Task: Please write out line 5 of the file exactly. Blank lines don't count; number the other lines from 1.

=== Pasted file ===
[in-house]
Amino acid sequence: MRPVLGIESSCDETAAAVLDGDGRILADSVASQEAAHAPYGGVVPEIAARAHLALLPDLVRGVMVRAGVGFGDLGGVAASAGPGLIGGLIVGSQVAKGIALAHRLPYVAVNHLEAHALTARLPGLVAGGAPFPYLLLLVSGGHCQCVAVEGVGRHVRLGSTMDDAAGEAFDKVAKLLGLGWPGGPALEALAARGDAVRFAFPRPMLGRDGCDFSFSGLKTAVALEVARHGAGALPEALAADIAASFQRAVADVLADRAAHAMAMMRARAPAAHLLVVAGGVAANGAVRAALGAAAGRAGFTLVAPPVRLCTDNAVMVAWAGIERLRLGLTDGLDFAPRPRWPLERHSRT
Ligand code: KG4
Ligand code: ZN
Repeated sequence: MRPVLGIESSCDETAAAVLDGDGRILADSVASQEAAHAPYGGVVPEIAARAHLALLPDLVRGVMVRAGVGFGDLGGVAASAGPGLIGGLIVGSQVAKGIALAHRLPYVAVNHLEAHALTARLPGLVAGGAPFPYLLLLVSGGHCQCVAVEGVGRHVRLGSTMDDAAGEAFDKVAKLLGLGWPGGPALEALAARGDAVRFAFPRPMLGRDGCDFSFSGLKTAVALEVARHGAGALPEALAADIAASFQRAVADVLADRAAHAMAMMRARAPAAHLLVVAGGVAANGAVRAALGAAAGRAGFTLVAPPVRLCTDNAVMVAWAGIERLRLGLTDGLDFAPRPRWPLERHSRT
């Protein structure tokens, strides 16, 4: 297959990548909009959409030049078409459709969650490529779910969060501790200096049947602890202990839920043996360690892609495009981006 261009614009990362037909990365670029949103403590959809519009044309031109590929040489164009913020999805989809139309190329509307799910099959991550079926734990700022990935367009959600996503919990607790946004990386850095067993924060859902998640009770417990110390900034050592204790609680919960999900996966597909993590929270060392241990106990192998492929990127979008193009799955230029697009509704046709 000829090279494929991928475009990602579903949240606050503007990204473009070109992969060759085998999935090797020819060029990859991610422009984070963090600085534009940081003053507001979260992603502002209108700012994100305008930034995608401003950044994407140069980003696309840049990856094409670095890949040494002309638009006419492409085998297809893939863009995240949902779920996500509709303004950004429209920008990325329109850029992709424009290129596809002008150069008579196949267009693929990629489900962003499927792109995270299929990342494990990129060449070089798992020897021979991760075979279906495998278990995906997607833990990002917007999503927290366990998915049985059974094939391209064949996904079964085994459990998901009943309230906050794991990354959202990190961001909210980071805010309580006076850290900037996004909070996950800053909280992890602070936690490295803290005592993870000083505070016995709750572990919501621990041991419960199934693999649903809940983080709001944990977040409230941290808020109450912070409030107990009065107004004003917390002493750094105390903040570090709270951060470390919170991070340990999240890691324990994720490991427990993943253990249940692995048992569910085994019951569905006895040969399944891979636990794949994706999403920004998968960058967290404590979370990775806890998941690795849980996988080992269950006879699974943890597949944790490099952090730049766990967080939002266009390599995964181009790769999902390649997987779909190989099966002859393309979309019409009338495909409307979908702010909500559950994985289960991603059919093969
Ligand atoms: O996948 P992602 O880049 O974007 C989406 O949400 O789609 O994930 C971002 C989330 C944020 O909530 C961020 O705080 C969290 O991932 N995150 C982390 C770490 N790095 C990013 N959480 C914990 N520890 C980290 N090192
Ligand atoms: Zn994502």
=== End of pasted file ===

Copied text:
Repeated sequence: MRPVLGIESSCDETAAAVLDGDGRILADSVASQEAAHAPYGGVVPEIAARAHLALLPDLVRGVMVRAGVGFGDLGGVAASAGPGLIGGLIVGSQVAKGIALAHRLPYVAVNHLEAHALTARLPGLVAGGAPFPYLLLLVSGGHCQCVAVEGVGRHVRLGSTMDDAAGEAFDKVAKLLGLGWPGGPALEALAARGDAVRFAFPRPMLGRDGCDFSFSGLKTAVALEVARHGAGALPEALAADIAASFQRAVADVLADRAAHAMAMMRARAPAAHLLVVAGGVAANGAVRAALGAAAGRAGFTLVAPPVRLCTDNAVMVAWAGIERLRLGLTDGLDFAPRPRWPLERHSRT